First impressions are very favourable. The Sony Cyber-Shot DSC-HX200V feels commendably solid when gripped, weighing a junior DSLR-like 583g.
That's with a choice of SD or Memory Stick Pro Duo media plus lithium ion rechargeable battery inserted at the base.
As with Sony's entry-level Alpha DSLRs, there's just enough space here to curl three fingers around the rubberised handgrip, while the forefinger hovers above the raised shutter release at the top.
This is itself encircled by a lever for operating the zoom, with the alternative being to manually twist the provided lens ring, which prompts a mechanised zoom in or out. Doing this with the left hand feels particularly comfortable if you're already steadying the camera in both hands.
Showing its enthusiast appeal, on the Sony Cyber-Shot DSC-HX200V we're blessed with the choice of a crystal clear tilt-up or angle down LCD display plus an electronic viewfinder (EVF); the latter ranged directly above the former on the backplate.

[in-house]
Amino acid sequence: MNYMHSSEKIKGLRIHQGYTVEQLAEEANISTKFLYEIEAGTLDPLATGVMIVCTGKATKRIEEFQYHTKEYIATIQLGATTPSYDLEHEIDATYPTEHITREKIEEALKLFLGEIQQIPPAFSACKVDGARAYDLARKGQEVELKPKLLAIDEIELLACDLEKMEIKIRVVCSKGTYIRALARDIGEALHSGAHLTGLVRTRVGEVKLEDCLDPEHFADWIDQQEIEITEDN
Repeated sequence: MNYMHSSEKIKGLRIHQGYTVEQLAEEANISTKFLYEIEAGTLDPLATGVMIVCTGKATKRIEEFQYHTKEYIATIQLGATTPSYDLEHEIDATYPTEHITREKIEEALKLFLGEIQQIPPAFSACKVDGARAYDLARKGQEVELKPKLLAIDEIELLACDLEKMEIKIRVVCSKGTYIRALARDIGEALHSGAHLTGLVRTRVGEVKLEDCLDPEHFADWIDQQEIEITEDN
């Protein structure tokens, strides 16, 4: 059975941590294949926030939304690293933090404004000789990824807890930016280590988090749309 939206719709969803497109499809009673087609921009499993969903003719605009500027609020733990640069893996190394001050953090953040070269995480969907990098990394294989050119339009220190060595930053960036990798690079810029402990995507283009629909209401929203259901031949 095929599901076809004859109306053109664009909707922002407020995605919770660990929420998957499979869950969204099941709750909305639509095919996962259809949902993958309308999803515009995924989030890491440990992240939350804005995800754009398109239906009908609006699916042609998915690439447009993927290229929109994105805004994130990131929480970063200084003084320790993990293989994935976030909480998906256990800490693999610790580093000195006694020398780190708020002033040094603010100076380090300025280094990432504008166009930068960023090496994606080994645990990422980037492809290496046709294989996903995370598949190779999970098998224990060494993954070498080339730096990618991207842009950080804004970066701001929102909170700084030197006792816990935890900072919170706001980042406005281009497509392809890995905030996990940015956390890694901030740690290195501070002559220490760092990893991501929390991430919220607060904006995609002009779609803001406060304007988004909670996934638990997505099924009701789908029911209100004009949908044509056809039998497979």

The EVF has a built-in eye sensor that activates the display when it detects the pupil of your eye, and turns it off - and the LCD below on - when you move away. There's also a dedicated button for manually switching between the two. For us the larger, higher resolution LCD (921k dots as opposed to 202k for the EVF) won out.
The battery lasts longer, however, if using the EVF, enabling you to take 490 shots rather than 450. But both these stats are impressive, anyway.
With a ridged edge for easier purchase and commendably stiff action, a shooting mode dial is provided, showcasing the creative quartet of Program, Shutter Priority, Aperture Priority and Manual settings, along with two auto modes. These include the automatic exposure adjusting and image enhancing Superior Auto, plus a smattering of scene, 3D and panorama shooting options.
There's also a dedicated video mode setting on this top plate dial, with a small 'movie' record button adjacent to an equally teeny playback button on the backplate.
Generally controls fall readily under finger or thumb and the layout, while busy, feels spacious enough. Additionally there's a DSLR-like command/jog dial situated where the thumb rests on the backplate - and this is how the user adjusts the likes of ISO, aperture and shutter settings.
Having said that, it required us to forage through the built-in help manual to discover that fact, and a dedicated ISO button would have been more helpful still.
Scrolling through the options using this dial and then implementing them with a full press is fiddly and eats up time.